Why is it that after we turn 40, we notice that we don’t see as clearly as before? While we mostly attribute that to “just being old”, there might be another reason why we need to have our doctor “look” into it, as it could be something more serious. Since June is Cataract Awareness Month, it is a good time to consider our how our vision is affected as we age, and what you need to know about cataracts.
Cataracts are clouding of the eye lenses and causes a decrease in vision. They are the most common cause of vision loss for people over 40, and also the most common cause of blindness in the world. There are more cases of cataracts than all other cases of glaucoma, diabetic retinopathy and macular degeneration combined. Older seniors seem to be affected more, but people with diabetes are significantly at risk for developing cataracts at an earlier age. Smoking and alcohol intake also increases the risk for developing one.
Cataracts also affect how we focus, as objects aren’t as clear as before, or we see more glare when driving at night. Colors look faded, and sometimes we see double vision or even multiple images in an affected eye. Cataracts need to be removed especially if your vision interferes with your daily activities such as watching TV, reading or driving.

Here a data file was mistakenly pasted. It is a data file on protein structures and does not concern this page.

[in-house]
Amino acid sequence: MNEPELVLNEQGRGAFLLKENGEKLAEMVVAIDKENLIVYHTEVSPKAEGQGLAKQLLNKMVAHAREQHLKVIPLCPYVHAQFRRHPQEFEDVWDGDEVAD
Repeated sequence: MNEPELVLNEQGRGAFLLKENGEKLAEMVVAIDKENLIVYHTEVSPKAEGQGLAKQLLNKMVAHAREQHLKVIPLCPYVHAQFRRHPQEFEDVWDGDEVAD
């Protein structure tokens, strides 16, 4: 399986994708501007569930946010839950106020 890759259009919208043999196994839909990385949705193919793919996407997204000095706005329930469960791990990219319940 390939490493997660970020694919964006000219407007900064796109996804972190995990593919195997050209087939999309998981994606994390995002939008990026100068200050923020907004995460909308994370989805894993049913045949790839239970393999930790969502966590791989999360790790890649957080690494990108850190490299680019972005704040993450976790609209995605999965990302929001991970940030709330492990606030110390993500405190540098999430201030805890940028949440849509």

While symptoms posed by early cataracts can be improved by wearing anti-glare sunglasses, using brighter light in reading or even getting higher-grade eyeglasses, the only effective treatment is surgery wherein a new artificial lens is implanted in your eye. Prognosis is usually excellent after cataract surgery, and most people report a marked improvement in their vision and quality of life.
Currently, there are no proven ways to prevent cataracts or even slow their progression. However, doctors have come up with strategies that may help you in the long run:
- Quit smoking and decrease your alcohol intake.
- Wear sunglasses to block ultraviolet light, which contributes to developing cataracts.
- Maintain a healthy weight by trying to reduce your calorie intake, and strive to increase the amount of time you exercise.
- Be compliant with your medications and manage other health issues, like diabetes, that increase your risk for cataracts.
- Try to change your diet and increase your intake of fruits and vegetables, as these contain many antioxidants that help maintain good eye health.
- Make sure you take vitamins and minerals, since a recent large population study shows that it is associated with a decreased risk for cataracts.
Being proactive about good eye health is always important, and a regular visit to your doctor to have your eyes checked is a always a great idea. If you have questions or concerns about your eye health, contact us today. We will be happy to assist you.